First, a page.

Astronomers have found evidence for a faded electron cloud “coming back to life,” much like the mythical phoenix, after two galaxy clusters collided. This “radio phoenix,” so-called because the high-energy electrons radiate primarily at radio frequencies, is found in Abell 1033. This galaxy cluster collision is located about 1.6 billion light-years from Earth.
Astronomers using NASA’s Chandra X-ray Observatory and the 6.5-metre Clay Telescope in Chile have identified the smallest supermassive black hole ever detected in the centre of a galaxy. This oxymoronic object could provide clues to how larger black holes formed along with their host galaxies 13 billion years or more in the past.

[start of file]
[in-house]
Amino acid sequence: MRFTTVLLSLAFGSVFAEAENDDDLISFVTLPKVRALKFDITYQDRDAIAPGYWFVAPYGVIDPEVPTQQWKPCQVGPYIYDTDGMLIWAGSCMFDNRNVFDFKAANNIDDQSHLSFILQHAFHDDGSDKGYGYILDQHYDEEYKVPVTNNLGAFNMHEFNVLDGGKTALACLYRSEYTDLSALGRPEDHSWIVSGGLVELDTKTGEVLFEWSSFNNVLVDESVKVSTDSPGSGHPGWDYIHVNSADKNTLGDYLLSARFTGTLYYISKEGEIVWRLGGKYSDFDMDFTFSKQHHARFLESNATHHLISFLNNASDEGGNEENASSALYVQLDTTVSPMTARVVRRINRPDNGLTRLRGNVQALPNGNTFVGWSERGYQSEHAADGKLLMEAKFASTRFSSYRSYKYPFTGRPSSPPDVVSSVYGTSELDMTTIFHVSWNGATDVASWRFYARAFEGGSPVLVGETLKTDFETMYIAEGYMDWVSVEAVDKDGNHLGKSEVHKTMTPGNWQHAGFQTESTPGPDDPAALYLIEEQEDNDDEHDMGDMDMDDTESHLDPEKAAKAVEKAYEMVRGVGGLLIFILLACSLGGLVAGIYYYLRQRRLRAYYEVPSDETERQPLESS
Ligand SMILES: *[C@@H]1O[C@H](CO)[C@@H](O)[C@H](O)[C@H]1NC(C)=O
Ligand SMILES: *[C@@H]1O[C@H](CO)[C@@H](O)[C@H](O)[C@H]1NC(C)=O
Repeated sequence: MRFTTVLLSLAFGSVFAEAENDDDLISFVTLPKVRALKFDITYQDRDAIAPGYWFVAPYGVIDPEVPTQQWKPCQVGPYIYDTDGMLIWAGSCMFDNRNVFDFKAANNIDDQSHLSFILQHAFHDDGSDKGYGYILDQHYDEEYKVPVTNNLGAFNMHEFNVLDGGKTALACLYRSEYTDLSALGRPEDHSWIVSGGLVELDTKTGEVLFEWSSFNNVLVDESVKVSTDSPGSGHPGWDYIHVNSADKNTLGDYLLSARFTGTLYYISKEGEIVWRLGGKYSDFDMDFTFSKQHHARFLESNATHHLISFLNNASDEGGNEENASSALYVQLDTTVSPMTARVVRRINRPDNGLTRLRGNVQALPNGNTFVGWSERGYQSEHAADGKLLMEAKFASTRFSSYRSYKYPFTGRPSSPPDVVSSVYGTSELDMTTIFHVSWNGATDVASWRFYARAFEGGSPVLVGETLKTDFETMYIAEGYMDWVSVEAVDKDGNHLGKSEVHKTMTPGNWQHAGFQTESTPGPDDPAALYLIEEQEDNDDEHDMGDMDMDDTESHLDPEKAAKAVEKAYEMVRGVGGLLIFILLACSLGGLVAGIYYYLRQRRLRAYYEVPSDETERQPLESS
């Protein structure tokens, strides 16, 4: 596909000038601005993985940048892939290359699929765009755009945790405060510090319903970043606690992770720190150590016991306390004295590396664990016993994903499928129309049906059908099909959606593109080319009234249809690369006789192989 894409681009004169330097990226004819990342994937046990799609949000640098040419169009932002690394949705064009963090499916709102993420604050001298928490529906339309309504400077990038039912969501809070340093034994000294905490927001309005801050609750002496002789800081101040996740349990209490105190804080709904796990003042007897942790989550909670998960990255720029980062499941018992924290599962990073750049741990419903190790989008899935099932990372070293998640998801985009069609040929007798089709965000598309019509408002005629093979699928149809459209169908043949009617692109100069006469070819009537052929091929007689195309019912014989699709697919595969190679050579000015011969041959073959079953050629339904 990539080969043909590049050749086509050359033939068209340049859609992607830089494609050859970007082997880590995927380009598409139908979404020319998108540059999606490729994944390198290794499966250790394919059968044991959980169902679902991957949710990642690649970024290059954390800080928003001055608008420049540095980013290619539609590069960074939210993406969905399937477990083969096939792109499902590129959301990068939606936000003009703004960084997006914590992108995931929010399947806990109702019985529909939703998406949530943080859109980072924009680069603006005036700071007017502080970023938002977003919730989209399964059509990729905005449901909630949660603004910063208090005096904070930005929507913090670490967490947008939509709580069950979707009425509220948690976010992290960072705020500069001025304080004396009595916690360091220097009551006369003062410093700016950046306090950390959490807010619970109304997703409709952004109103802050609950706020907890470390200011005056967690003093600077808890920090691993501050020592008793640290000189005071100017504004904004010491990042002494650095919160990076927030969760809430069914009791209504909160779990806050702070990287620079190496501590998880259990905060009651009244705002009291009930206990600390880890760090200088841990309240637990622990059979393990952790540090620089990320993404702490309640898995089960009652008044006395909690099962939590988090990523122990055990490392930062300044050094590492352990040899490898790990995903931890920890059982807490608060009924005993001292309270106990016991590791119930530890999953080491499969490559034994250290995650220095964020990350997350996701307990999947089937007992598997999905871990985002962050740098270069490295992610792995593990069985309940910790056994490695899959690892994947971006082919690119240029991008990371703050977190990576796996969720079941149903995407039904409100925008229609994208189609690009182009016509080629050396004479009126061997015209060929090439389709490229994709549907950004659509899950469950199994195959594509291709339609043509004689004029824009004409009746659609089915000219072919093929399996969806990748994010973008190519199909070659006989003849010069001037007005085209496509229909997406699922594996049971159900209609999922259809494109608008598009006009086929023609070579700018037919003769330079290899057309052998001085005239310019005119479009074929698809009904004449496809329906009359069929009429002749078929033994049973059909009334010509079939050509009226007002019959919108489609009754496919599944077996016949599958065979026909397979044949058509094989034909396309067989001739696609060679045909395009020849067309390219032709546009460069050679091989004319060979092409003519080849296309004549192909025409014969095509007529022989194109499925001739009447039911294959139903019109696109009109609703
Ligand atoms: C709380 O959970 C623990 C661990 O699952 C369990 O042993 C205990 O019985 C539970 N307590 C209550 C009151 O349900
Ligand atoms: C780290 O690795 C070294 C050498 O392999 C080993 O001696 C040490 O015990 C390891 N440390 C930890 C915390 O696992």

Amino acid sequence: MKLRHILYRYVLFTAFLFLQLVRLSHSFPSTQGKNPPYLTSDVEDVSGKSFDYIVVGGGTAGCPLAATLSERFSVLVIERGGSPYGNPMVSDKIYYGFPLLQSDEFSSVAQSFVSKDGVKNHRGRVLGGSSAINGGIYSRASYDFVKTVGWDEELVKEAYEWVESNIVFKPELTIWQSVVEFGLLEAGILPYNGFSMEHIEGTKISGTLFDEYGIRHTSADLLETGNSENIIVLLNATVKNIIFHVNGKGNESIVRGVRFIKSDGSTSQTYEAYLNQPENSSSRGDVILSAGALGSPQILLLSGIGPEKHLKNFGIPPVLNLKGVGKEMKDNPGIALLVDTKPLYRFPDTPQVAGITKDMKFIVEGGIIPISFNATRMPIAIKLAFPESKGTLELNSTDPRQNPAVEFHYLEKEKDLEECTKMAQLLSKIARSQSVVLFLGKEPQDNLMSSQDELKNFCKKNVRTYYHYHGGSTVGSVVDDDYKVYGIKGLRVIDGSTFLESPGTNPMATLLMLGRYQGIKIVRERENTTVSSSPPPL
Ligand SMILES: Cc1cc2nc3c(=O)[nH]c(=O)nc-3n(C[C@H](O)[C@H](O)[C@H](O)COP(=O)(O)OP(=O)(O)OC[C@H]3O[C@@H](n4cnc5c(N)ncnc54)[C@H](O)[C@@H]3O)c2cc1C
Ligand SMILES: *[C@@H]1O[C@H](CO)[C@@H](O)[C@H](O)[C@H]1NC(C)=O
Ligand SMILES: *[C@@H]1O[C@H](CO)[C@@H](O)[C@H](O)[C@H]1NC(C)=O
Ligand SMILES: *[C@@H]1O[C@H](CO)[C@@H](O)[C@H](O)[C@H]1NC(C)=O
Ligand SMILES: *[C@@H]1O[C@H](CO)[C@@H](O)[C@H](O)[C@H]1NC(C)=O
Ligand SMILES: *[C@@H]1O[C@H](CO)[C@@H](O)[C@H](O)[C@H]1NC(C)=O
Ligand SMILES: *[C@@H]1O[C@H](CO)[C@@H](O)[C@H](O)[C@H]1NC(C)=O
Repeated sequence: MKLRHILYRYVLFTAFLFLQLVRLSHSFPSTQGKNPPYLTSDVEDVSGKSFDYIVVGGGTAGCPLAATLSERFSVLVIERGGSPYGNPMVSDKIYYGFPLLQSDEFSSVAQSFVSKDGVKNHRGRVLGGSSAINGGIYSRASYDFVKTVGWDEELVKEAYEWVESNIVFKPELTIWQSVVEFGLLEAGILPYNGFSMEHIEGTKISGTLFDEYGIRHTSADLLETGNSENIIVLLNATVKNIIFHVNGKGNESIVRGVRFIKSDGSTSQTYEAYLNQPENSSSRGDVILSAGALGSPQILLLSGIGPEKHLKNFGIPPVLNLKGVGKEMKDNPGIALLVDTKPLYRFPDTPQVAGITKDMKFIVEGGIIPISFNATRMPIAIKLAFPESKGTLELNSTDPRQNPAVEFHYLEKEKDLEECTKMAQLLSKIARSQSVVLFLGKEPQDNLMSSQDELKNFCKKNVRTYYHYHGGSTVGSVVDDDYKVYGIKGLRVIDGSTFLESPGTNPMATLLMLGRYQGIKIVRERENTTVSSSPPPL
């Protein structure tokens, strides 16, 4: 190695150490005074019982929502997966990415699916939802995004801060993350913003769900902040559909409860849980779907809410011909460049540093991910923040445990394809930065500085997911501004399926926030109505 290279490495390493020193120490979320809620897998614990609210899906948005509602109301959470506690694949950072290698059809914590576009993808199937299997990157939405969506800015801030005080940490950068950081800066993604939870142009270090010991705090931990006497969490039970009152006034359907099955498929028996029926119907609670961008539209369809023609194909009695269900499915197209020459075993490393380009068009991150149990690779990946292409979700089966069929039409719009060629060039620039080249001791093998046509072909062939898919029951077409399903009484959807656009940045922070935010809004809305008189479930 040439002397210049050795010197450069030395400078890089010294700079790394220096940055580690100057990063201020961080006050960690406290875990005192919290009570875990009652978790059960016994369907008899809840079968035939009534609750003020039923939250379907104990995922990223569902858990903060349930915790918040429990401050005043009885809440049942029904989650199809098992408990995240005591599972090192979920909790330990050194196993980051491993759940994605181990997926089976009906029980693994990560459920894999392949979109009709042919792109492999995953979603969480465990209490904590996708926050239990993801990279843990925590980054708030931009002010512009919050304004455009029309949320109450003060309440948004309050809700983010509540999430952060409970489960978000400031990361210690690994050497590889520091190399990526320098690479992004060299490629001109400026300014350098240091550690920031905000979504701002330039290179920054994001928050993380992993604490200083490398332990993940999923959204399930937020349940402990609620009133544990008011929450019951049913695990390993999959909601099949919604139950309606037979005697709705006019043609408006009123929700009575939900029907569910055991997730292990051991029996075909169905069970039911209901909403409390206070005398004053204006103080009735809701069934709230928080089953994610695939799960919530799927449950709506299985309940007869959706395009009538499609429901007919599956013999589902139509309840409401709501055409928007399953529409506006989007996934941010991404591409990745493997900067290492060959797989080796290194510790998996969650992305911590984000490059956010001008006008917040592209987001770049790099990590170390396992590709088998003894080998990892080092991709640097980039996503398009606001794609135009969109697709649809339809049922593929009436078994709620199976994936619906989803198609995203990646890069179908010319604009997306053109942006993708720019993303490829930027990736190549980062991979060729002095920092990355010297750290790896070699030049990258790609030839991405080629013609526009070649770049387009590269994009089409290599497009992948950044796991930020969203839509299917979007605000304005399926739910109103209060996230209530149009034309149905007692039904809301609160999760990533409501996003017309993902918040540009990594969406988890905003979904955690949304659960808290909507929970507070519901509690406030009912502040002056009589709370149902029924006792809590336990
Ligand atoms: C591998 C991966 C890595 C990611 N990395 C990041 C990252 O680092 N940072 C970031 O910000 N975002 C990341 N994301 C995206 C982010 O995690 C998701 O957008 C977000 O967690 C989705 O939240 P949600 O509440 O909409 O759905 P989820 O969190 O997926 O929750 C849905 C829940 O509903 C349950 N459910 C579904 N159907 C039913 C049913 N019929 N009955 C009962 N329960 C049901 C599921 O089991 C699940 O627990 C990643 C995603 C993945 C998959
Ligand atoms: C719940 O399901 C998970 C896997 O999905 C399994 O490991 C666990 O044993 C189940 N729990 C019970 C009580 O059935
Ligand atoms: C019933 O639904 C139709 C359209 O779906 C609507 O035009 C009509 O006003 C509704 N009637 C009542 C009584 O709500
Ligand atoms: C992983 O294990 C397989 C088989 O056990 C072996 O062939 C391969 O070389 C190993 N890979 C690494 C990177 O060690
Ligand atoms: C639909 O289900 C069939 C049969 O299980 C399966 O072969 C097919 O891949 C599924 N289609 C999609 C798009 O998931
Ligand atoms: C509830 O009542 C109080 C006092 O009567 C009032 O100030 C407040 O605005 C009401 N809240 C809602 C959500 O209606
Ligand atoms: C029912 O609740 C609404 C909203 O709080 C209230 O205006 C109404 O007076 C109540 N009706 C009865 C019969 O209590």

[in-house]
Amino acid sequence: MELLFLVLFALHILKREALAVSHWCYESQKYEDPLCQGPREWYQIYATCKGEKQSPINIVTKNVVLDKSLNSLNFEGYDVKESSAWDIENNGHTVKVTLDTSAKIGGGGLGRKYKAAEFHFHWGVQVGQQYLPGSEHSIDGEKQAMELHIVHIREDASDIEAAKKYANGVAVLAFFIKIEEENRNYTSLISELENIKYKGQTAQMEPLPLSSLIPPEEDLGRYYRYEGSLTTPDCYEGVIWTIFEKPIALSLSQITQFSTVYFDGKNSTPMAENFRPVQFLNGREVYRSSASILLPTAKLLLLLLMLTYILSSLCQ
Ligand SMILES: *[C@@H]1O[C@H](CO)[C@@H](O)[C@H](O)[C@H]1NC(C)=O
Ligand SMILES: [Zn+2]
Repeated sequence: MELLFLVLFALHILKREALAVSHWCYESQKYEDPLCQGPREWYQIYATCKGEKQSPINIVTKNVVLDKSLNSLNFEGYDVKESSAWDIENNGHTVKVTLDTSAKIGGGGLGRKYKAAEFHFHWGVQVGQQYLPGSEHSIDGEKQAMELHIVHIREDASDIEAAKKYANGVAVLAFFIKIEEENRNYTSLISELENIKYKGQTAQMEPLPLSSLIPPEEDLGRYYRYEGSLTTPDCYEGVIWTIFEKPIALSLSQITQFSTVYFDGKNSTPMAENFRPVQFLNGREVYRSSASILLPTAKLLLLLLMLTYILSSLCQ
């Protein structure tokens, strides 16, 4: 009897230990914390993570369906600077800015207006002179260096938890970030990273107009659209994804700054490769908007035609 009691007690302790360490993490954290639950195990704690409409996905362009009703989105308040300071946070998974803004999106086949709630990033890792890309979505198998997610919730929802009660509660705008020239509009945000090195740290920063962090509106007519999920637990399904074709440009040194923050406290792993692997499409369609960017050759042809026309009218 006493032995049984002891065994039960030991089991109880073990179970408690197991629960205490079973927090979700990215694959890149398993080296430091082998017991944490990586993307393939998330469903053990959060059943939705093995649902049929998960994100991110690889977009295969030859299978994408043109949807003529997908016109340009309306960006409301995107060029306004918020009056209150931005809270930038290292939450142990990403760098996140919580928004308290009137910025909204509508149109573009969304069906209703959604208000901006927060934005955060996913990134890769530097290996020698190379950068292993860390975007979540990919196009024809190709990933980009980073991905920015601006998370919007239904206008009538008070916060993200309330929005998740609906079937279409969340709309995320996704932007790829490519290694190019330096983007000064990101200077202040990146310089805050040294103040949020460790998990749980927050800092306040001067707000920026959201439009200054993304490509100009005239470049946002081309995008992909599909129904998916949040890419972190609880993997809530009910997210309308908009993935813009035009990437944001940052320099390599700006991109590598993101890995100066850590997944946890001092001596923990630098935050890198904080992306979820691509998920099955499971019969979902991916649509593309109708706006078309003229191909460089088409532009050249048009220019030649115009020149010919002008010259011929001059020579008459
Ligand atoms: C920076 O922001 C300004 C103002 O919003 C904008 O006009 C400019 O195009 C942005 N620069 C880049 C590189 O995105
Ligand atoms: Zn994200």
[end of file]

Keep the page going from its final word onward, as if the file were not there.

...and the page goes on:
A fast-moving pulsar appears to have punched a hole in a disc of gas around its companion star and launched a fragment of the disc outward at a speed of about 4 million miles per hour. NASA’s Chandra X-ray Observatory is tracking this cosmic clump, which appears to be picking up speed as it moves out.
Astronomers using observations from the NASA/ESA Hubble Space Telescope and NASA’s Chandra X-ray Observatory have studied how dark matter in clusters of galaxies behaves when the clusters collide. The results show that dark matter interacts with itself even less than previously thought, and narrows down the options for what this mysterious substance might be.